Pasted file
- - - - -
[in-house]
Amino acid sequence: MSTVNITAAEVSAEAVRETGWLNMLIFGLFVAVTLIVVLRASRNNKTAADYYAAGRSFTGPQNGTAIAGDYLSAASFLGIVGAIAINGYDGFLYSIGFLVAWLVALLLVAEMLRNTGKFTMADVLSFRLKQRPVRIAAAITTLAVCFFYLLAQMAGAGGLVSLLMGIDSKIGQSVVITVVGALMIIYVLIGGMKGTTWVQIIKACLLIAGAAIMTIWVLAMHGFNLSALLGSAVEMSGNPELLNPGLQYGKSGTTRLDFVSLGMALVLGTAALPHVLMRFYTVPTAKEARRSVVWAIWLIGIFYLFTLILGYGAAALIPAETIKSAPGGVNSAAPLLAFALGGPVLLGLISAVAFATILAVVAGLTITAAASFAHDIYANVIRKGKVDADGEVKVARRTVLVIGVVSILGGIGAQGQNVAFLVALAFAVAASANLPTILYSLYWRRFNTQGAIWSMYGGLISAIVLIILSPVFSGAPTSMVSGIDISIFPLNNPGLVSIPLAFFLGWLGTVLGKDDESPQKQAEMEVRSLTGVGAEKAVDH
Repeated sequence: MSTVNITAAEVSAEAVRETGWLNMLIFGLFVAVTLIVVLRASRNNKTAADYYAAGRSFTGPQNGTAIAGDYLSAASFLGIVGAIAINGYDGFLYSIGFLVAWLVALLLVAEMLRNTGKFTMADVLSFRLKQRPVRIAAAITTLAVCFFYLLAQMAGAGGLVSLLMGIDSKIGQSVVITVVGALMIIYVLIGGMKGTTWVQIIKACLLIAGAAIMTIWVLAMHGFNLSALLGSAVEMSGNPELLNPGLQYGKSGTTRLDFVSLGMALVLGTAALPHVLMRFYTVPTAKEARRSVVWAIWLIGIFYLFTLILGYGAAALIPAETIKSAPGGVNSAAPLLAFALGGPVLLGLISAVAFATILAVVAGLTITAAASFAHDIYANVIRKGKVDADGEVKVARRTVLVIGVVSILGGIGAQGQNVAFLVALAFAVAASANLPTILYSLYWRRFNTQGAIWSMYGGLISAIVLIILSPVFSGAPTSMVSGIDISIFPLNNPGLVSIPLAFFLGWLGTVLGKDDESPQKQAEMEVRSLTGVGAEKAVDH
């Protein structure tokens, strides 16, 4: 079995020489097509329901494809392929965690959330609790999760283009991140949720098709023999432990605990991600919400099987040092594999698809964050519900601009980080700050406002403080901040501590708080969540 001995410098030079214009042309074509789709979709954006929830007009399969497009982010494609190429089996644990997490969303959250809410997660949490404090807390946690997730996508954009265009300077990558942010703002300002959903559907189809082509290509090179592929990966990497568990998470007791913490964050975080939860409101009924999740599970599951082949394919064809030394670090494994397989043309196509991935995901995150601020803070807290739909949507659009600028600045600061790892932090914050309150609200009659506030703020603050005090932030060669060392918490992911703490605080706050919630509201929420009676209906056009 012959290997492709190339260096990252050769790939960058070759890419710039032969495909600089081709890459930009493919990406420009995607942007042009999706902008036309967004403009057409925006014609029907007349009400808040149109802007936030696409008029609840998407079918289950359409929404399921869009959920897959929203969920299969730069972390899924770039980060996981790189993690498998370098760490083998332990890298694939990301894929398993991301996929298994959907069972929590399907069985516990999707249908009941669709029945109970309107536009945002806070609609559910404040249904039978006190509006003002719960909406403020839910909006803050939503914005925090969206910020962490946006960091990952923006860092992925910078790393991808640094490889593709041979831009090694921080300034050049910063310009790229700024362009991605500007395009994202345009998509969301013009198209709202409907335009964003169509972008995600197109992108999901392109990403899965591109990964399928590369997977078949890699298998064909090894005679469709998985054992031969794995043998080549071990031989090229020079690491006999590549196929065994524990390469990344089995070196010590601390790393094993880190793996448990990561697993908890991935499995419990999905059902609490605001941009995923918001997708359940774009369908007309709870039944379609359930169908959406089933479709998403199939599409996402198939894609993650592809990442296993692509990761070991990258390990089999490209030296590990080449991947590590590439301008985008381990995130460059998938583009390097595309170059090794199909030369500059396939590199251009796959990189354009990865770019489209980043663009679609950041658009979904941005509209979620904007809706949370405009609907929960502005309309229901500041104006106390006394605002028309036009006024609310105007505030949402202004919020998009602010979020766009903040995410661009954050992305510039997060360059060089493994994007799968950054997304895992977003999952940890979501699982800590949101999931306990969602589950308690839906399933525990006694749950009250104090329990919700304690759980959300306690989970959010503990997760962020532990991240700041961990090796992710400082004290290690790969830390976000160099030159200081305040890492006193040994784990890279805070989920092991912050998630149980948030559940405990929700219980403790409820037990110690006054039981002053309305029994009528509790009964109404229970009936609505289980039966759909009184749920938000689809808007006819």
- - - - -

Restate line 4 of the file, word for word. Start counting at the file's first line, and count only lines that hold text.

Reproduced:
């Protein structure tokens, strides 16, 4: 079995020489097509329901494809392929965690959330609790999760283009991140949720098709023999432990605990991600919400099987040092594999698809964050519900601009980080700050406002403080901040501590708080969540 001995410098030079214009042309074509789709979709954006929830007009399969497009982010494609190429089996644990997490969303959250809410997660949490404090807390946690997730996508954009265009300077990558942010703002300002959903559907189809082509290509090179592929990966990497568990998470007791913490964050975080939860409101009924999740599970599951082949394919064809030394670090494994397989043309196509991935995901995150601020803070807290739909949507659009600028600045600061790892932090914050309150609200009659506030703020603050005090932030060669060392918490992911703490605080706050919630509201929420009676209906056009 012959290997492709190339260096990252050769790939960058070759890419710039032969495909600089081709890459930009493919990406420009995607942007042009999706902008036309967004403009057409925006014609029907007349009400808040149109802007936030696409008029609840998407079918289950359409929404399921869009959920897959929203969920299969730069972390899924770039980060996981790189993690498998370098760490083998332990890298694939990301894929398993991301996929298994959907069972929590399907069985516990999707249908009941669709029945109970309107536009945002806070609609559910404040249904039978006190509006003002719960909406403020839910909006803050939503914005925090969206910020962490946006960091990952923006860092992925910078790393991808640094490889593709041979831009090694921080300034050049910063310009790229700024362009991605500007395009994202345009998509969301013009198209709202409907335009964003169509972008995600197109992108999901392109990403899965591109990964399928590369997977078949890699298998064909090894005679469709998985054992031969794995043998080549071990031989090229020079690491006999590549196929065994524990390469990344089995070196010590601390790393094993880190793996448990990561697993908890991935499995419990999905059902609490605001941009995923918001997708359940774009369908007309709870039944379609359930169908959406089933479709998403199939599409996402198939894609993650592809990442296993692509990761070991990258390990089999490209030296590990080449991947590590590439301008985008381990995130460059998938583009390097595309170059090794199909030369500059396939590199251009796959990189354009990865770019489209980043663009679609950041658009979904941005509209979620904007809706949370405009609907929960502005309309229901500041104006106390006394605002028309036009006024609310105007505030949402202004919020998009602010979020766009903040995410661009954050992305510039997060360059060089493994994007799968950054997304895992977003999952940890979501699982800590949101999931306990969602589950308690839906399933525990006694749950009250104090329990919700304690759980959300306690989970959010503990997760962020532990991240700041961990090796992710400082004290290690790969830390976000160099030159200081305040890492006193040994784990890279805070989920092991912050998630149980948030559940405990929700219980403790409820037990110690006054039981002053309305029994009528509790009964109404229970009936609505289980039966759909009184749920938000689809808007006819």